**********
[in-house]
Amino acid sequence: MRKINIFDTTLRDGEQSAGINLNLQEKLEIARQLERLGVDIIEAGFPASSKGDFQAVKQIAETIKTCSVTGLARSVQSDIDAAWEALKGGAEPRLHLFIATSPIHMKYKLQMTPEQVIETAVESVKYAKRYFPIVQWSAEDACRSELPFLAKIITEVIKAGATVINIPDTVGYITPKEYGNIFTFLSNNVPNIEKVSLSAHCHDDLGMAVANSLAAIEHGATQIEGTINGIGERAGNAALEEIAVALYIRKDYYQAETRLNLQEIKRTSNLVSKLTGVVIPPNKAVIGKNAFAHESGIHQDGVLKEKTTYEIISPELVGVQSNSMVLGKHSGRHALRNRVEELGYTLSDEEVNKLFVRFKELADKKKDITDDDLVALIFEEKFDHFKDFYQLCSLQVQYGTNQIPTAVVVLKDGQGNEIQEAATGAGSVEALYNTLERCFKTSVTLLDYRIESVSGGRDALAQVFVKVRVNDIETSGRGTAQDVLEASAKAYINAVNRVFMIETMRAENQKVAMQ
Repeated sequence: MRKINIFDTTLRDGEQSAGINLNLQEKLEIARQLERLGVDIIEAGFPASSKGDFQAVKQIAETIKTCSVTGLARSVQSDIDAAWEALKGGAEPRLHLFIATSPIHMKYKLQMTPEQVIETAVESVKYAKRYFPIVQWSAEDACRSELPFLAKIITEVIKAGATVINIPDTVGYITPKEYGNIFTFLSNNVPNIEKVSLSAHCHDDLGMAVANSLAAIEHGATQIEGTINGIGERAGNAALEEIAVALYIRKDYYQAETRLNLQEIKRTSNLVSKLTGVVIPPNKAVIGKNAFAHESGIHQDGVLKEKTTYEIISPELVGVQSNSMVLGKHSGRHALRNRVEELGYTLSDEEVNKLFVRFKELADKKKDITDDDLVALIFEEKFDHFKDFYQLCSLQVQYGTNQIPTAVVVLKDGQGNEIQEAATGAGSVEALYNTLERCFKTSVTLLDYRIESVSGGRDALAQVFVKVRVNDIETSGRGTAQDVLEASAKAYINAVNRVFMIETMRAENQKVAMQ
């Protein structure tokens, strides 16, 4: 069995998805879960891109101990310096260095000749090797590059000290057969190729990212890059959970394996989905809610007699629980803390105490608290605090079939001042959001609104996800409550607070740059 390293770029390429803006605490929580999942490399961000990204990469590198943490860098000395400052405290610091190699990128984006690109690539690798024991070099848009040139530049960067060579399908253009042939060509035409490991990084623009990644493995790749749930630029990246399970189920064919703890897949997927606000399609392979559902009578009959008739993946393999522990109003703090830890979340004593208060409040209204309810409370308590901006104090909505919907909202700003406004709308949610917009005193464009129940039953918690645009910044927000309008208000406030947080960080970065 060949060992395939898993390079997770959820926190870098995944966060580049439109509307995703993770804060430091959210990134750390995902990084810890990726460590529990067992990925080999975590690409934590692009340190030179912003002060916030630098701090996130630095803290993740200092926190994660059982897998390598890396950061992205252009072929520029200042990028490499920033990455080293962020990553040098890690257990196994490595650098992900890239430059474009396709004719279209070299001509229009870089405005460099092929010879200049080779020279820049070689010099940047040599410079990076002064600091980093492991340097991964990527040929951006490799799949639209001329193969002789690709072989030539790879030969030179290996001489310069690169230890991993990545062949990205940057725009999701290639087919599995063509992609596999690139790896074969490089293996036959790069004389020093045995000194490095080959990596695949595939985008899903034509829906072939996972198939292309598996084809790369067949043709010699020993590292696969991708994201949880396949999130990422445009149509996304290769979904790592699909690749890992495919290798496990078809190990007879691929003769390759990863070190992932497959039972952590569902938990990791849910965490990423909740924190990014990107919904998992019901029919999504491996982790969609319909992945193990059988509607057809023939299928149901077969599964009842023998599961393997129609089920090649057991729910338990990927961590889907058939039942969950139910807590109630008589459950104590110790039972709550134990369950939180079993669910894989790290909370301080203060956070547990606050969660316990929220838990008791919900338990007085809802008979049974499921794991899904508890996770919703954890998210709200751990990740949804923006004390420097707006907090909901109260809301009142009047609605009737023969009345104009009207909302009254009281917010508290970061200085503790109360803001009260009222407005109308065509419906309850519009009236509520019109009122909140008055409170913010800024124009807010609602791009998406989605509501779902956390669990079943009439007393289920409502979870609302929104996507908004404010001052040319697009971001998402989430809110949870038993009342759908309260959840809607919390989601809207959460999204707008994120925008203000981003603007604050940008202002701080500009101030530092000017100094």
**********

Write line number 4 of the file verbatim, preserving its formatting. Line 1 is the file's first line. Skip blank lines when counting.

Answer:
């Protein structure tokens, strides 16, 4: 069995998805879960891109101990310096260095000749090797590059000290057969190729990212890059959970394996989905809610007699629980803390105490608290605090079939001042959001609104996800409550607070740059 390293770029390429803006605490929580999942490399961000990204990469590198943490860098000395400052405290610091190699990128984006690109690539690798024991070099848009040139530049960067060579399908253009042939060509035409490991990084623009990644493995790749749930630029990246399970189920064919703890897949997927606000399609392979559902009578009959008739993946393999522990109003703090830890979340004593208060409040209204309810409370308590901006104090909505919907909202700003406004709308949610917009005193464009129940039953918690645009910044927000309008208000406030947080960080970065 060949060992395939898993390079997770959820926190870098995944966060580049439109509307995703993770804060430091959210990134750390995902990084810890990726460590529990067992990925080999975590690409934590692009340190030179912003002060916030630098701090996130630095803290993740200092926190994660059982897998390598890396950061992205252009072929520029200042990028490499920033990455080293962020990553040098890690257990196994490595650098992900890239430059474009396709004719279209070299001509229009870089405005460099092929010879200049080779020279820049070689010099940047040599410079990076002064600091980093492991340097991964990527040929951006490799799949639209001329193969002789690709072989030539790879030969030179290996001489310069690169230890991993990545062949990205940057725009999701290639087919599995063509992609596999690139790896074969490089293996036959790069004389020093045995000194490095080959990596695949595939985008899903034509829906072939996972198939292309598996084809790369067949043709010699020993590292696969991708994201949880396949999130990422445009149509996304290769979904790592699909690749890992495919290798496990078809190990007879691929003769390759990863070190992932497959039972952590569902938990990791849910965490990423909740924190990014990107919904998992019901029919999504491996982790969609319909992945193990059988509607057809023939299928149901077969599964009842023998599961393997129609089920090649057991729910338990990927961590889907058939039942969950139910807590109630008589459950104590110790039972709550134990369950939180079993669910894989790290909370301080203060956070547990606050969660316990929220838990008791919900338990007085809802008979049974499921794991899904508890996770919703954890998210709200751990990740949804923006004390420097707006907090909901109260809301009142009047609605009737023969009345104009009207909302009254009281917010508290970061200085503790109360803001009260009222407005109308065509419906309850519009009236509520019109009122909140008055409170913010800024124009807010609602791009998406989605509501779902956390669990079943009439007393289920409502979870609302929104996507908004404010001052040319697009971001998402989430809110949870038993009342759908309260959840809607919390989601809207959460999204707008994120925008203000981003603007604050940008202002701080500009101030530092000017100094």